“We will be able to achieve a just and prosperous society only when our schools ensure that everyone commands enough shared background knowledge to be able to communicate effectively with everyone else.”—E.D. Hirsch Jr., Cultural Literacy: What Every American Needs to Know
President Barack Obama spoke to two different groups of Americans in his inaugural address. One group understood the deep historical significance of the words in his speech and grasped fully the moment in history to which they were bearing witness. A second group, no doubt moved and caught up in the excitement of seeing an African-American take the oath of office, saw merely a historic “first.” And that’s a shame.
“It’s an amazing event for our students who are under 18 and haven’t fully formed their consciousness,” one school administrator told The Los Angeles Times. “They see Obama and say, ‘This is a president who looks like me; I can be president.’ ” It’s a true and earnest observation that has been made many times in the last few months. But as uplifting as that sentiment is, it’s bittersweet to consider that many students—indeed, many Americans—lacked a full appreciation of the moment and of their new president’s inaugural message. President Obama’s speech was rich in historical, literary, and biblical references, lending meaning, resonance, and emotional weight to his words. Yet these allusions were almost certainly unfamiliar to many of those watching.
To have endured an education in which history was a second-tier subject was to be left to wonder: Who were these people Obama mentioned, who “toiled in sweatshops and settled the West”? Who were those who “endured the lash of the whip and plowed the hard earth”? If you were not taught our nation’s rich history, the president’s description of those who “packed up their few worldly possessions and traveled across oceans in search of a new life” may have failed to move you. If you do not know what happened at Concord, Gettysburg, Normandy, and Khe Sanh, the sacrifices of those who “fought and died” for us in those places is lost on you. As uncomfortable as it is to consider, if our children are ignorant of that history, then at least some measure of that sacrifice was, alas, in vain.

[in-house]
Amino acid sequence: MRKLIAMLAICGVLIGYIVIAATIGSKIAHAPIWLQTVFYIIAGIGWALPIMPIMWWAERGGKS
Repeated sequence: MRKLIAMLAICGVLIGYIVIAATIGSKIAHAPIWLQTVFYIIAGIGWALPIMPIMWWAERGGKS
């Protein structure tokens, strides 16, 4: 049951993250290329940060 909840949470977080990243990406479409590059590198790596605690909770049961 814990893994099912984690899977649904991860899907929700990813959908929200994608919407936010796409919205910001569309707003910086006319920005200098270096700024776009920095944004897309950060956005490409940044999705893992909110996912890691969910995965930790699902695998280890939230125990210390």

President Obama’s inaugural address placed us—all of us—in the flow of history. With its references to the “rights of man,” our “common defense,” ideals that “light the world,” and a generation that “faced down fascism and communism,” the address was surely met with either nods or blank stares. If our children do not know the events and phrases to which Obama referred, they cannot fully appreciate the significance of this moment or even what this president is asking of them. How is it possible for them to be “the keepers of this legacy”—why should they value it and seek to keep it at all?—unless they understand the thing they are being asked to keep?
Mr. Obama’s most poignant observation was that “a man whose father less than 60 years ago might not have been served at a local restaurant can now stand before you to take a most sacred oath.” How many of his younger listeners fully appreciate the price that has been paid to make this moment possible? How many of our children, instead of seeing mere novelty, comprehend fully and viscerally the improbable closing of a historical loop they have just witnessed? A black man takes the oath of office with his hand on a Bible belonging to the president who signed the Emancipation Proclamation. He turns to deliver his inaugural address facing the site where another great American dreamed out loud of the day when his children would be judged not by the color of their skin, but by the content of their character. He then delivers that address to millions of Americans who had rendered that very judgment.
It in no way diminishes the significance of that day to observe with a touch of sadness that too many of our nation’s children—especially those who look with pride at this president who looks like them—were able to appreciate the event purely on a superficial level. Too many could appreciate the symbolism of the moment, but no more. Some saw history. Others, poorer by far, saw a symbolic “first.”
President Obama called upon us to enter a “new era of responsibility.” It is altogether fitting and proper that we should do this. For America’s educators, perhaps the noblest duty that we can “not grudgingly accept, but rather seize gladly” is to ensure that in the very near future our nation’s children are able to judge this president not by the color of his skin, or even the content of his character, but by the full weight of his words.
A version of this article appeared in the February 11, 2009 edition of Education Week